Weak cryptography can lead to very severe consequences. In this course, Web Application Penetration Testing: Weak Cryptography, you will learn how to test for weak cryptography in modern web applications. First, you will learn about HTTPS enforcement and insecure cookie processing. You will see that users’ credentials can be disclosed over insecure channel when HTTPS enforcement is not implemented in the web application. You will also see a demonstration in which a cookie with sensitive data can be disclosed over insecure channel, even if secure HTTPS is enforced in the web application. Next, you will explore Transport Layer Protection, Heartbleed vulnerability, and mixed content vulnerability. You will see how to check if Transport Layer Protection is configured securely in your web application, and how the attacker can read sensitive data from the memory of the web server as a result of Heartbleed vulnerability (which is one of the most famous vulnerabilities in crypto libraries). You will also see what dangers can happen when there is mixed content vulnerability in your web application. Finally, you will discover session randomness analysis, insecure password storage, and Sub-resource Integrity Protection. You will see how you can analyze the randomness of session IDs in your web application with Burp Suite Sequencer. You will learn why you should store a hash of the password (instead of the password in plaintext) and how it can solve your problems with insecure password storage. You will also learn how Subresource Integrity can be used to protect the integrity of scripts and style sheets in your web applications. By the end of this course, you will know how severe consequences can happen as a result of weak cryptography and you will also know how to test for weak cryptography in modern web applications.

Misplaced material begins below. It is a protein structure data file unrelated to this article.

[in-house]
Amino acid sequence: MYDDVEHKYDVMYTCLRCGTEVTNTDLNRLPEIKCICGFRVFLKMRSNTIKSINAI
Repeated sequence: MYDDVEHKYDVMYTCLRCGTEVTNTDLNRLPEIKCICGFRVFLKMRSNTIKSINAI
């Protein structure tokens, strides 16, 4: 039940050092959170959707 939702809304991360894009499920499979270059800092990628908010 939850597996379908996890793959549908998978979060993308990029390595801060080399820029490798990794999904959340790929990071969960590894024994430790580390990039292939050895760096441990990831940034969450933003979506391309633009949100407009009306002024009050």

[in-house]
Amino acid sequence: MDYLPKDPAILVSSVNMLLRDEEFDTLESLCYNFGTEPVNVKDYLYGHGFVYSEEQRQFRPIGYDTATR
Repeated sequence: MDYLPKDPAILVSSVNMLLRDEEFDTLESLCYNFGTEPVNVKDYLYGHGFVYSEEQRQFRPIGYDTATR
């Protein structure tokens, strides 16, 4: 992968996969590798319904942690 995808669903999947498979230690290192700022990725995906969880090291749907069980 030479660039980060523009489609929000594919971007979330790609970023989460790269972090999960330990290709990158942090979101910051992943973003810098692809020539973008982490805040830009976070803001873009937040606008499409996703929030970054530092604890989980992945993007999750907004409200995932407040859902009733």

Table of contents
  1. Course Overview
  2. Testing for HTTPS Enforcement and Insecure Cookie Processing
  3. Testing for Transport Layer Protection, Heartbleed, Mixed Content
  4. Identifying Problems with Session, Password Storage, Integrity